We then exploit spatial variation in the evolution of food supply to understand the relationship between coronavirus prevalence and food supply. As our third fact, we show that the initial state-level food supply shock was highly correlated with the state-level incidence of COVID-19 – states with more COVID-19 cases suffered much larger drops to food arrivals after the lockdown relative to previous years (Figure 2). As our fourth fact, we show that in the recovery phase, the correlation between state-level COVID-19 incidence and the food supply shock has dissipated, suggesting that by the end of June, supply chain functioning was uncorrelated with COVID-19 prevalence (Figure 3).

Figure 2: Estimated volume fall in mandis and number of confirmed coronavirus cases, phase 1

States with more coronavirus cases had bigger supply chain disruptions during the first phase

Note: Correlation between Number of Confirmed Cases by April 14, 2020 and Estimated Volume Fall in Mandis (%) is .71. The lockdown non-wheat volume drop is estimated from state-by-state difference-in-differences regressions, using data from March to June 2019 and 2020. Source of coronavirus cases:

Figure 3: Estimated volume fall in mandis and number of confirmed coronavirus cases, phase 2

Volume shocks were not correlated with coronavirus cases during the second phase

Note: The lockdown non-wheat volume drop is estimated from state-by-state difference-in-differences regressions, using data from March to June 2019 and 2020. Source of coronavirus cases:

Fifth and finally, we exploit the intra-state variation in food supply and intensity of the virus spread to look at whether the changes in food supply reflect state-level policies or the responses of market participants to the extent of coronavirus locally. We estimate the extra effect of COVID-19 intensity at district level controlling for state level policies through state fixed effects. We show that once we control for state-level policies, food arrivals at district-level are not significantly different in high COVID-19 districts as compared with the rest (Figure 4).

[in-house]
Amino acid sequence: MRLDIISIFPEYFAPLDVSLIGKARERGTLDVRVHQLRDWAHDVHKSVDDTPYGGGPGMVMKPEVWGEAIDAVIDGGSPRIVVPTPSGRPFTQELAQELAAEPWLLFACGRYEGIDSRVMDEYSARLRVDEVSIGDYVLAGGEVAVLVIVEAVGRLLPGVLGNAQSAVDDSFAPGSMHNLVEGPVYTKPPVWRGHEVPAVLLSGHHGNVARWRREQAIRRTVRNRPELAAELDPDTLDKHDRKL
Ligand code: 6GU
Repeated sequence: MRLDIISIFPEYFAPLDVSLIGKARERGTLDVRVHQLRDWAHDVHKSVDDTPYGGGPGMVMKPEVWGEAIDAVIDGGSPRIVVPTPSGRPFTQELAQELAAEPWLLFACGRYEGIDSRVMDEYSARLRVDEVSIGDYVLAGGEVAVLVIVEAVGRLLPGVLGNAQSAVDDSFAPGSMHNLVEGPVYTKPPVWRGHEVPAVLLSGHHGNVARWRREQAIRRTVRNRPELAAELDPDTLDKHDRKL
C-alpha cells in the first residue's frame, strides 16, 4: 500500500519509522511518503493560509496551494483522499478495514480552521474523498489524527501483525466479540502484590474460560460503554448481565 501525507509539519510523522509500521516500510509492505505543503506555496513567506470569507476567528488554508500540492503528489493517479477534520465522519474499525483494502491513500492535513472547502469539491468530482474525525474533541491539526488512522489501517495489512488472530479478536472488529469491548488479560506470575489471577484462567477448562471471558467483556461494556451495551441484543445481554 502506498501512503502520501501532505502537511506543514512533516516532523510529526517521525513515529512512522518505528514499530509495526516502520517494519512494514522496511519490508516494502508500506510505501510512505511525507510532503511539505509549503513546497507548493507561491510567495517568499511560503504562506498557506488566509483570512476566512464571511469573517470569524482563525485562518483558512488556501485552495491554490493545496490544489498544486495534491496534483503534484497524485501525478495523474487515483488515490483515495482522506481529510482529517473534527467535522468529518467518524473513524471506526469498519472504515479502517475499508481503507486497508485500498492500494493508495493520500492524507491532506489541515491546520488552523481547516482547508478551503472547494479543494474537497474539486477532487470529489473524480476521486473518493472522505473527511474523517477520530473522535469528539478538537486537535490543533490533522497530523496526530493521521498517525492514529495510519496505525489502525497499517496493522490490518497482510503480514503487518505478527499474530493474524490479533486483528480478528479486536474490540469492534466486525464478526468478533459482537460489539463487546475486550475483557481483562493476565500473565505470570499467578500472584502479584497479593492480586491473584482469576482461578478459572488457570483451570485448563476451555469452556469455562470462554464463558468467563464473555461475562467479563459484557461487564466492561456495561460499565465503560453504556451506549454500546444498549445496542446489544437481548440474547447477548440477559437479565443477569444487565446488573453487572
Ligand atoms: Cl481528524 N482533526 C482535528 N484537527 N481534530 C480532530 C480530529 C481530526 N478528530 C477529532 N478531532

Figure 4: Extra effects on food arrivals and district-level incidence of COVID-19

The lockdown effects in districts with high rates of COVID-19 and low rates of COVID-19 were similar within the same state

Note: The figure denotes coefficient estimates from a triple difference-in-differences regression along with 95% confidence intervals. Standard errors are clustered at the district level.

It is striking that, within a state, volumes have not been differentially impacted in districts that faced deaths from COVID-19 versus those with zero deaths. Coupled with our other findings, it appears that supply disruptions are more likely driven by state and central government lockdown policies, and less by localized exposure to the virus and the overall fear of the disease. If state and central policies continue to relax, this logic suggests that supply chains will remain largely unimpacted, even as cases continue to rise in India.


This note is based on research conducted as a part of PEDL project 6661.

The authors would like to acknowledge field assistance from Simranjeet Dhir and Toshan Majumdar, and research assistance from Pulkit Aggarwal. The analysis and opinions expressed in this piece are solely those of the authors.


Matt Lowe

University of British Columbia

Benjamin Roth

Harvard University